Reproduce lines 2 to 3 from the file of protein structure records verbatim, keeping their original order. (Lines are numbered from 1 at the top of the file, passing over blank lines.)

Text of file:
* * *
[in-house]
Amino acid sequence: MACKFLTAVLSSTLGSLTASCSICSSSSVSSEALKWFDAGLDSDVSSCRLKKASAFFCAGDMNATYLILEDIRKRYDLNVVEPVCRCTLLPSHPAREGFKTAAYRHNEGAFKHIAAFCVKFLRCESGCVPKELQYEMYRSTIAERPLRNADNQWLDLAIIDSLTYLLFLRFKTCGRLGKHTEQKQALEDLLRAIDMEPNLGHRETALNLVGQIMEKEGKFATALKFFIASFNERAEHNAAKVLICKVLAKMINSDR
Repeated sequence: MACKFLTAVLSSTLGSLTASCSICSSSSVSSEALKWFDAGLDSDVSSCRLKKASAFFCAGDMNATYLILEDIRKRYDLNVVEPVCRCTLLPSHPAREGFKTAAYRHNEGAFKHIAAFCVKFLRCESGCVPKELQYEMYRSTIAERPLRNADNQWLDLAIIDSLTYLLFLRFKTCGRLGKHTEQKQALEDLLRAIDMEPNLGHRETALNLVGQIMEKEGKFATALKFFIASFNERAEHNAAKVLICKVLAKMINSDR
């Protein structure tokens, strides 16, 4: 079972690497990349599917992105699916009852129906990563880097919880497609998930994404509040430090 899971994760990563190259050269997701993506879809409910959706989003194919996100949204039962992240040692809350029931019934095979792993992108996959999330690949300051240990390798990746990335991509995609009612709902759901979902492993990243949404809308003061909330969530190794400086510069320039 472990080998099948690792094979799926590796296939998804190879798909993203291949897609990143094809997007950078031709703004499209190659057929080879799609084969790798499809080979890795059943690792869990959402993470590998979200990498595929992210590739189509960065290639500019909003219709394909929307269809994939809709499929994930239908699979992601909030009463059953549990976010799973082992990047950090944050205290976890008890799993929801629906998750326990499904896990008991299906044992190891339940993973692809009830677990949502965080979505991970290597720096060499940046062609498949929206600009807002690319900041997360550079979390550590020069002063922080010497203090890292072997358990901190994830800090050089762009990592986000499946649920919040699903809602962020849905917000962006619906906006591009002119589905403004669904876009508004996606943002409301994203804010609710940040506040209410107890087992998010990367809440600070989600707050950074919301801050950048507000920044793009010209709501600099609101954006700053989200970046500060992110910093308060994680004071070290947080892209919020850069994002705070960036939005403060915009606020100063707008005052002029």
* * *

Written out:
Amino acid sequence: MACKFLTAVLSSTLGSLTASCSICSSSSVSSEALKWFDAGLDSDVSSCRLKKASAFFCAGDMNATYLILEDIRKRYDLNVVEPVCRCTLLPSHPAREGFKTAAYRHNEGAFKHIAAFCVKFLRCESGCVPKELQYEMYRSTIAERPLRNADNQWLDLAIIDSLTYLLFLRFKTCGRLGKHTEQKQALEDLLRAIDMEPNLGHRETALNLVGQIMEKEGKFATALKFFIASFNERAEHNAAKVLICKVLAKMINSDR
Repeated sequence: MACKFLTAVLSSTLGSLTASCSICSSSSVSSEALKWFDAGLDSDVSSCRLKKASAFFCAGDMNATYLILEDIRKRYDLNVVEPVCRCTLLPSHPAREGFKTAAYRHNEGAFKHIAAFCVKFLRCESGCVPKELQYEMYRSTIAERPLRNADNQWLDLAIIDSLTYLLFLRFKTCGRLGKHTEQKQALEDLLRAIDMEPNLGHRETALNLVGQIMEKEGKFATALKFFIASFNERAEHNAAKVLICKVLAKMINSDR